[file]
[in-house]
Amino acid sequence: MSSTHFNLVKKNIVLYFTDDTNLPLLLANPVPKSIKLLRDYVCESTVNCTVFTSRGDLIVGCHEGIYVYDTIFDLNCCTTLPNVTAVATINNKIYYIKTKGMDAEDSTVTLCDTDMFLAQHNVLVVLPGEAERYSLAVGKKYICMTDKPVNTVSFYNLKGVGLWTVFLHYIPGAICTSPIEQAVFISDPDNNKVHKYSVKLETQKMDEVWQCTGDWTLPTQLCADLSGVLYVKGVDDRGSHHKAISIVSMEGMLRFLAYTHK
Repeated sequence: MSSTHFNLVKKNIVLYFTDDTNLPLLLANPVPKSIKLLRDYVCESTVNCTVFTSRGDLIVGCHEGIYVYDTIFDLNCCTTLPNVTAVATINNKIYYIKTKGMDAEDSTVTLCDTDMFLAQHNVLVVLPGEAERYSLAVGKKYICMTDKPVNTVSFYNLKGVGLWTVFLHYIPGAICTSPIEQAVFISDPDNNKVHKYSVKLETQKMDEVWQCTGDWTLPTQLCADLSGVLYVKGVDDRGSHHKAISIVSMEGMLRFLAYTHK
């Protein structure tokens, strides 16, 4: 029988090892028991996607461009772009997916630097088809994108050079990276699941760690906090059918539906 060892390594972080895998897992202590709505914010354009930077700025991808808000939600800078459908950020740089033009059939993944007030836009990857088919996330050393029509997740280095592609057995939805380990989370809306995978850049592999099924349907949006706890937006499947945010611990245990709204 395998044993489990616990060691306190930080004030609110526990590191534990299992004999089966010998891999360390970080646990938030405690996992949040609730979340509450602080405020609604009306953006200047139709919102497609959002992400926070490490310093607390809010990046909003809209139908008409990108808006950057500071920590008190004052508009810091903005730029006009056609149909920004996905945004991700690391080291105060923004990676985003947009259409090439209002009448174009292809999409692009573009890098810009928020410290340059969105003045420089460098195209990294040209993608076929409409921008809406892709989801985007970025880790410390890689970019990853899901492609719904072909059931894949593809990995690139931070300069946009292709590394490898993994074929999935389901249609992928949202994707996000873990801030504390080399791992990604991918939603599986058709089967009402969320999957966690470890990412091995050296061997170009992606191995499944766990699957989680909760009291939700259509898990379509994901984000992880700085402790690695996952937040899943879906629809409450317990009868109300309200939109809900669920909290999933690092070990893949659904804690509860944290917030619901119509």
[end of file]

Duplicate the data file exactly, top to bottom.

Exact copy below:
[in-house]
Amino acid sequence: MSSTHFNLVKKNIVLYFTDDTNLPLLLANPVPKSIKLLRDYVCESTVNCTVFTSRGDLIVGCHEGIYVYDTIFDLNCCTTLPNVTAVATINNKIYYIKTKGMDAEDSTVTLCDTDMFLAQHNVLVVLPGEAERYSLAVGKKYICMTDKPVNTVSFYNLKGVGLWTVFLHYIPGAICTSPIEQAVFISDPDNNKVHKYSVKLETQKMDEVWQCTGDWTLPTQLCADLSGVLYVKGVDDRGSHHKAISIVSMEGMLRFLAYTHK
Repeated sequence: MSSTHFNLVKKNIVLYFTDDTNLPLLLANPVPKSIKLLRDYVCESTVNCTVFTSRGDLIVGCHEGIYVYDTIFDLNCCTTLPNVTAVATINNKIYYIKTKGMDAEDSTVTLCDTDMFLAQHNVLVVLPGEAERYSLAVGKKYICMTDKPVNTVSFYNLKGVGLWTVFLHYIPGAICTSPIEQAVFISDPDNNKVHKYSVKLETQKMDEVWQCTGDWTLPTQLCADLSGVLYVKGVDDRGSHHKAISIVSMEGMLRFLAYTHK
């Protein structure tokens, strides 16, 4: 029988090892028991996607461009772009997916630097088809994108050079990276699941760690906090059918539906 060892390594972080895998897992202590709505914010354009930077700025991808808000939600800078459908950020740089033009059939993944007030836009990857088919996330050393029509997740280095592609057995939805380990989370809306995978850049592999099924349907949006706890937006499947945010611990245990709204 395998044993489990616990060691306190930080004030609110526990590191534990299992004999089966010998891999360390970080646990938030405690996992949040609730979340509450602080405020609604009306953006200047139709919102497609959002992400926070490490310093607390809010990046909003809209139908008409990108808006950057500071920590008190004052508009810091903005730029006009056609149909920004996905945004991700690391080291105060923004990676985003947009259409090439209002009448174009292809999409692009573009890098810009928020410290340059969105003045420089460098195209990294040209993608076929409409921008809406892709989801985007970025880790410390890689970019990853899901492609719904072909059931894949593809990995690139931070300069946009292709590394490898993994074929999935389901249609992928949202994707996000873990801030504390080399791992990604991918939603599986058709089967009402969320999957966690470890990412091995050296061997170009992606191995499944766990699957989680909760009291939700259509898990379509994901984000992880700085402790690695996952937040899943879906629809409450317990009868109300309200939109809900669920909290999933690092070990893949659904804690509860944290917030619901119509």